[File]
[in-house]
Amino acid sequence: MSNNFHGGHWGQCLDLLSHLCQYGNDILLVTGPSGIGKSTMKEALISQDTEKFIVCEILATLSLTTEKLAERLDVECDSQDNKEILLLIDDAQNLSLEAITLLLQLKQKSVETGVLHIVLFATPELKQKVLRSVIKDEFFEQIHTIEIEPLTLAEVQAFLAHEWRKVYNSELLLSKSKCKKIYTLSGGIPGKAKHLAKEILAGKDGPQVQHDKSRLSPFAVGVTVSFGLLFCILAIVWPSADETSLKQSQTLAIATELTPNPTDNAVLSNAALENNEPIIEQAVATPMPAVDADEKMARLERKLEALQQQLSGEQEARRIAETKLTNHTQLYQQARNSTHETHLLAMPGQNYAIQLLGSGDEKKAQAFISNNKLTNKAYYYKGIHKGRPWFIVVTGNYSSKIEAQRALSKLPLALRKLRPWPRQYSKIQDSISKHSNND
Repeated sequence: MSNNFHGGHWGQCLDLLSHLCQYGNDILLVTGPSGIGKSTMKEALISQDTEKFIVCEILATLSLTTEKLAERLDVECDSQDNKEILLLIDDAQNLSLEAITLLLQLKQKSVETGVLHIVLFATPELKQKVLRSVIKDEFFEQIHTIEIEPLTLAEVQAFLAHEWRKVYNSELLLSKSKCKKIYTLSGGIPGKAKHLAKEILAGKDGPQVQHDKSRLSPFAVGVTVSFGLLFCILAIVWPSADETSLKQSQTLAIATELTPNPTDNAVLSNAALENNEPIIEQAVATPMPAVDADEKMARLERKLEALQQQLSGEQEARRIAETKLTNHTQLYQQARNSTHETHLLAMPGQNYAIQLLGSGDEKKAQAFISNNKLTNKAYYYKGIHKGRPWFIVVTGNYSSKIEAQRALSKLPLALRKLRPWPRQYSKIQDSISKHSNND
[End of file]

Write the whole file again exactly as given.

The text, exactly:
[in-house]
Amino acid sequence: MSNNFHGGHWGQCLDLLSHLCQYGNDILLVTGPSGIGKSTMKEALISQDTEKFIVCEILATLSLTTEKLAERLDVECDSQDNKEILLLIDDAQNLSLEAITLLLQLKQKSVETGVLHIVLFATPELKQKVLRSVIKDEFFEQIHTIEIEPLTLAEVQAFLAHEWRKVYNSELLLSKSKCKKIYTLSGGIPGKAKHLAKEILAGKDGPQVQHDKSRLSPFAVGVTVSFGLLFCILAIVWPSADETSLKQSQTLAIATELTPNPTDNAVLSNAALENNEPIIEQAVATPMPAVDADEKMARLERKLEALQQQLSGEQEARRIAETKLTNHTQLYQQARNSTHETHLLAMPGQNYAIQLLGSGDEKKAQAFISNNKLTNKAYYYKGIHKGRPWFIVVTGNYSSKIEAQRALSKLPLALRKLRPWPRQYSKIQDSISKHSNND
Repeated sequence: MSNNFHGGHWGQCLDLLSHLCQYGNDILLVTGPSGIGKSTMKEALISQDTEKFIVCEILATLSLTTEKLAERLDVECDSQDNKEILLLIDDAQNLSLEAITLLLQLKQKSVETGVLHIVLFATPELKQKVLRSVIKDEFFEQIHTIEIEPLTLAEVQAFLAHEWRKVYNSELLLSKSKCKKIYTLSGGIPGKAKHLAKEILAGKDGPQVQHDKSRLSPFAVGVTVSFGLLFCILAIVWPSADETSLKQSQTLAIATELTPNPTDNAVLSNAALENNEPIIEQAVATPMPAVDADEKMARLERKLEALQQQLSGEQEARRIAETKLTNHTQLYQQARNSTHETHLLAMPGQNYAIQLLGSGDEKKAQAFISNNKLTNKAYYYKGIHKGRPWFIVVTGNYSSKIEAQRALSKLPLALRKLRPWPRQYSKIQDSISKHSNND